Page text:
How Employers Can Show They Take Mental Health Seriously

The Power Of Showing You Care As An Employer
March 15, 2019
How To Make Sure Employee Benefits Are Actually Used…
April 15, 2019

How Employers Can Show They Take Mental Health Seriously

The statistics concerning mental health suggest at least one in four of us will suffer from a serious mental health issue at some stage in our life.

It stands to reason that many of these incidents will affect individuals’ ability to work. It might be that they come in but are distracted and unable to focus, in other cases the mental health issue might require a period of leave.

Often though employees will struggle on, never mentioning their issues or only doing so when it gets to the point of them no longer being able to come to the workplace.

In many cases, there is much more the employer can do to create an environment in which people feel confident to raise the fact that they are struggling. 

By doing this, there is the potential for issues to be raised sooner, for their workload to be managed and, more importantly, for the employee to get the support they require.

At Enjoy Benefits, we are specialists in setting up Employee Assistance Programmes and these can be a key strategy in helping employees get support.

However, we will come on to the benefits of EAP after some other practical tips.

Creating a culture where people can come forward.

It can be hard for people to come forward and say they have a mental health issue. 

The person who is suffering with the flu would be sent home or, more likely, ring in sick and receive sympathy. The person who is depressed or suffering extreme anxiety might not be able to call in sick for fear of being judged.

Workplaces can set a culture where it is accepted that mental health is important and a valid reason for employees to seek time off. 

Work can also be done to help employees feel they can raise any concerns with managers. If senior members of staff are open about their own struggles others will follow suit, the culture will be set. Of course, senior members of staff might not want to share their own struggles but, if they are not open about any mental health issues how can they expect others to be? 

 

The power of language

Language is also a key weapon – avoiding language that glorifies struggle and belittles mental health issues.

Stress, while inevitable at times, is not something to be sought or glorified. Similarly, seemingly throwaway comments about someone being grumpy might seem innocuous but would not be to someone who is doing their best to hide a mental health issue.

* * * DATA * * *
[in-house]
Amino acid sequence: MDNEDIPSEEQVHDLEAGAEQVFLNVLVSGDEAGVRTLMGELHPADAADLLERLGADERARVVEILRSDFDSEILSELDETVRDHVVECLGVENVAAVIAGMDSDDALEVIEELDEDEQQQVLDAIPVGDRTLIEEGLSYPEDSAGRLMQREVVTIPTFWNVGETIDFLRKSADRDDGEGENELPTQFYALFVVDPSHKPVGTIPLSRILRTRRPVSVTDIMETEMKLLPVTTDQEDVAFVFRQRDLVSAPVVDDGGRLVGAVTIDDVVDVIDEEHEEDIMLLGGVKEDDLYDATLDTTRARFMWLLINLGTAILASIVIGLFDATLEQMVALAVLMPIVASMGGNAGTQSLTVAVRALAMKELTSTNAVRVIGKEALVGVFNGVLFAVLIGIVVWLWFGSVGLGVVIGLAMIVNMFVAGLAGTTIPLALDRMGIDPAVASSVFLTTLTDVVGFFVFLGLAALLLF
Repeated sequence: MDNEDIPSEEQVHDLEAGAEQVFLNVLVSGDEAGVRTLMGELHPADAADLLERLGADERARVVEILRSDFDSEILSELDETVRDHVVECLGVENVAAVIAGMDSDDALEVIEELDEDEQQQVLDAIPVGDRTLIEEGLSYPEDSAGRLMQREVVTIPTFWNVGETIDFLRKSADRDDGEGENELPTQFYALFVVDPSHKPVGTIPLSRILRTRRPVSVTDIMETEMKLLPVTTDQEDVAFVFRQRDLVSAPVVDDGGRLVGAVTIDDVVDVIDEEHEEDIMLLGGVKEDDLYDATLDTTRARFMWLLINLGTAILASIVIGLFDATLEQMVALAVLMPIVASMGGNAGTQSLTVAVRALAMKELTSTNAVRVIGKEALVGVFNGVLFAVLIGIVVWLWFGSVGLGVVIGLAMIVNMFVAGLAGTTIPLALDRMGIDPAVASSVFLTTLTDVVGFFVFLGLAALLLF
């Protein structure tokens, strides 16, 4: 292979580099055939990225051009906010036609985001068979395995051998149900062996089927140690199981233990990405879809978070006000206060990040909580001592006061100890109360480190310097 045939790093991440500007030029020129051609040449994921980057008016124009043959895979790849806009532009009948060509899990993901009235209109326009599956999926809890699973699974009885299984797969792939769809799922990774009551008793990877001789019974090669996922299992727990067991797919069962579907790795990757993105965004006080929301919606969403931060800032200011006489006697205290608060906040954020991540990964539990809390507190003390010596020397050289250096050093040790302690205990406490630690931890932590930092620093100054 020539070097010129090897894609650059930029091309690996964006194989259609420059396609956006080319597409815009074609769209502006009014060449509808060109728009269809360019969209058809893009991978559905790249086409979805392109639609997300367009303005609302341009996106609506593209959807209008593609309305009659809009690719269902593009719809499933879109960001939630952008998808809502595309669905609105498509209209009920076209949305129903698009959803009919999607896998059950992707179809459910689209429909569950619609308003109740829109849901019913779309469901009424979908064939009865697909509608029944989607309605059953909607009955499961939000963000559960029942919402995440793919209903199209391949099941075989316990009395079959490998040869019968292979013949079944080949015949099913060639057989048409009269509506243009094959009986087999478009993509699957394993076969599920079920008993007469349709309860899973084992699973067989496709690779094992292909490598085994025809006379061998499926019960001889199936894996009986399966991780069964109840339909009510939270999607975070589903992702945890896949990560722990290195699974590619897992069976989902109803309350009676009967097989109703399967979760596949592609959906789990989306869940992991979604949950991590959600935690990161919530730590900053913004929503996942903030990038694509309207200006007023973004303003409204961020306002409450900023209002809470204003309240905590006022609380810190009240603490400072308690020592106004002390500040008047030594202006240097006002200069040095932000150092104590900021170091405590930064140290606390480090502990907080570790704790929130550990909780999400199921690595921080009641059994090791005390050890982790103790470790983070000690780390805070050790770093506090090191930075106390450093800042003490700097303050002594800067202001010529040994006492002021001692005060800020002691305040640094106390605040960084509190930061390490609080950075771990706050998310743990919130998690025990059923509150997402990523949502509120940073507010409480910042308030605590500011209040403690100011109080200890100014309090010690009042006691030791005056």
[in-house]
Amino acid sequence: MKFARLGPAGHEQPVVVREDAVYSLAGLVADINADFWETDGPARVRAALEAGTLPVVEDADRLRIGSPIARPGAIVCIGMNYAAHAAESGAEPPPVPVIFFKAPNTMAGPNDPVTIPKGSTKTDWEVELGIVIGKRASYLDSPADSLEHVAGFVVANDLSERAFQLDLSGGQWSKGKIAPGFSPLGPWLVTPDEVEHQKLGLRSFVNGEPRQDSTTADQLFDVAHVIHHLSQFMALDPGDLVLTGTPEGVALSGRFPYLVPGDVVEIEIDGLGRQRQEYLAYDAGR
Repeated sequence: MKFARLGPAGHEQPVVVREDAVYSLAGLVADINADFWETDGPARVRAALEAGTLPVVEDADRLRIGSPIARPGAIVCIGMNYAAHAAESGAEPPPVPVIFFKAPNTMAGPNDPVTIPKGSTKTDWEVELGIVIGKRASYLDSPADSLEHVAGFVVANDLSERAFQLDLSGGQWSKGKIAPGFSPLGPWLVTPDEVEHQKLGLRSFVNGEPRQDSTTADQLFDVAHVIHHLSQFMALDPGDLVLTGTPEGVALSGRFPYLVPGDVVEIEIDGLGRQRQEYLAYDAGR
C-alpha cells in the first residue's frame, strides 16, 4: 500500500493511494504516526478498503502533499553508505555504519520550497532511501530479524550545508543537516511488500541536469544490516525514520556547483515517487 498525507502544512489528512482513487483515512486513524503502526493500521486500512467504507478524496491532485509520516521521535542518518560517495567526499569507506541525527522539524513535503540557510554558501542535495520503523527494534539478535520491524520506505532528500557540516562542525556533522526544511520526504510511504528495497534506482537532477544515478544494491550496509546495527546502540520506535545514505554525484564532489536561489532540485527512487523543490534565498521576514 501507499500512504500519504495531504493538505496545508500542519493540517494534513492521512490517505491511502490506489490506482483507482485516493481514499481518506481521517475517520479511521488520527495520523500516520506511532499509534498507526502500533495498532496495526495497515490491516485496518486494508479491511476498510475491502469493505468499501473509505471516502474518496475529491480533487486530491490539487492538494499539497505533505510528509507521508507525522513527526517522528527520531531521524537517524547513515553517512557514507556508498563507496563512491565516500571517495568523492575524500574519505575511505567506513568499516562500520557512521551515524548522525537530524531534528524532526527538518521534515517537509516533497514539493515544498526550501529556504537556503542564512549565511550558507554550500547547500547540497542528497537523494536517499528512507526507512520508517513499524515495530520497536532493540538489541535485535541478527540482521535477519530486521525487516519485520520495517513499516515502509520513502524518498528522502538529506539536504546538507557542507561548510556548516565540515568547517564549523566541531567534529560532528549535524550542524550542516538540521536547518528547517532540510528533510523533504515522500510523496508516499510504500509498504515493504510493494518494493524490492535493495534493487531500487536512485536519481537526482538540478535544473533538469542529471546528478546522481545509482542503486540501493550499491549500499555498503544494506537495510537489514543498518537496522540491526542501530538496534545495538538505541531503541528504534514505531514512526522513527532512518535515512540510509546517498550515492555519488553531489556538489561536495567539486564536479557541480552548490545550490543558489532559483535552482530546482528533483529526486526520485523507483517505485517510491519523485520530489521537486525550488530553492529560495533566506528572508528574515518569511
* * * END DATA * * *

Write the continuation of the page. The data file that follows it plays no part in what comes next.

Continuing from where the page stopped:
Use of language and looking for signs of someone perhaps having mental health issues can lead into the next change – having some staff trained to spot signs of mental problems.

 

Staff Training

It can be enough just to spot someone is more on edge than usual, that they seem preoccupied, perhaps less concerned by work. While this would not lead to a blunt asking of whether they had mental health issues, it might be enough to prompt a gentle question about how they’re doing.

 

Hard to come forward

Despite all these steps, it can still seem difficult for anyone in the workplace to bring up that they have ongoing mental health issues. It feels like a huge step to take and one that has to be taken under the cloud of having a mental health issue. Someone who is suffering from depression and extreme anxiety is only going to feel their anxiety worsen at the thought of having to raise their problem with a manager.

This is where the Employee Assistance Programme can be of great benefit. 

With the EAP, employees have access to 24/7, confidential counselling. They have a phone number they can call at any time to talk through issues – trained advisors are able to help with any issue whether that is depression, debt management, bereavement or an event such as upcoming marriage or child birth.

An EAP – which can cost just a few pounds per employee per year – shows employees that their employer cares about them and takes their welfare seriously. It gives employees a chance to raise any concerns and problems but in a confidential way rather than by going straight to their employer.

The employer benefits through there being savings in time and resource.

There is more information on this site about Employee Assistance Programmes.

If you would like to discuss setting up an EAP please contact us by using our Contact Form or calling 0800 088 7315.

Comments are closed.